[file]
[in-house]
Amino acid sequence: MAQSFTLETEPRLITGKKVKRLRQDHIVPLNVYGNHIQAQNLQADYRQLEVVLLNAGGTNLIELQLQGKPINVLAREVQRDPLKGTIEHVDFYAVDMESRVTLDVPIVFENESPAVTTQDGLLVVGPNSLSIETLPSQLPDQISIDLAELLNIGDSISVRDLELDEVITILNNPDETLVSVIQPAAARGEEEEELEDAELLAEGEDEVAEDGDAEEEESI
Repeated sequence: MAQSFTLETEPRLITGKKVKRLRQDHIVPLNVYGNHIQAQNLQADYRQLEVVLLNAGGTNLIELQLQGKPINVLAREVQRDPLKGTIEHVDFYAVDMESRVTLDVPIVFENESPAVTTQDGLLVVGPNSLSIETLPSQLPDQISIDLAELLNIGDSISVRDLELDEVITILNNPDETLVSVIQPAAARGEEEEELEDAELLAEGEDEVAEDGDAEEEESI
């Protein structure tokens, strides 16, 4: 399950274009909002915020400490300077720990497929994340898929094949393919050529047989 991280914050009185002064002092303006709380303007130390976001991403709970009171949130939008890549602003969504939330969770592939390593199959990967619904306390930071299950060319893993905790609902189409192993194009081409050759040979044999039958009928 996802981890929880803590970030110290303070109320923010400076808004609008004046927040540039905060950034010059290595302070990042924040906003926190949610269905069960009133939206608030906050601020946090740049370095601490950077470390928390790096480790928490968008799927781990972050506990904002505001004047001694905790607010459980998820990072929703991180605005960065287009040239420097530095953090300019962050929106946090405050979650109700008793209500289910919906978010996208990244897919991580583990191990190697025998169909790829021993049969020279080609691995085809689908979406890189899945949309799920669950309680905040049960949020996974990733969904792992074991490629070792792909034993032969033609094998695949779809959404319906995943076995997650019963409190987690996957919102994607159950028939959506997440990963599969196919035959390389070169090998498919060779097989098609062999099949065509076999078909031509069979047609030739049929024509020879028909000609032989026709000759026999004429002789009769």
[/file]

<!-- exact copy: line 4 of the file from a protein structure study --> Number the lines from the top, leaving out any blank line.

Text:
């Protein structure tokens, strides 16, 4: 399950274009909002915020400490300077720990497929994340898929094949393919050529047989 991280914050009185002064002092303006709380303007130390976001991403709970009171949130939008890549602003969504939330969770592939390593199959990967619904306390930071299950060319893993905790609902189409192993194009081409050759040979044999039958009928 996802981890929880803590970030110290303070109320923010400076808004609008004046927040540039905060950034010059290595302070990042924040906003926190949610269905069960009133939206608030906050601020946090740049370095601490950077470390928390790096480790928490968008799927781990972050506990904002505001004047001694905790607010459980998820990072929703991180605005960065287009040239420097530095953090300019962050929106946090405050979650109700008793209500289910919906978010996208990244897919991580583990191990190697025998169909790829021993049969020279080609691995085809689908979406890189899945949309799920669950309680905040049960949020996974990733969904792992074991490629070792792909034993032969033609094998695949779809959404319906995943076995997650019963409190987690996957919102994607159950028939959506997440990963599969196919035959390389070169090998498919060779097989098609062999099949065509076999078909031509069979047609030739049929024509020879028909000609032989026709000759026999004429002789009769």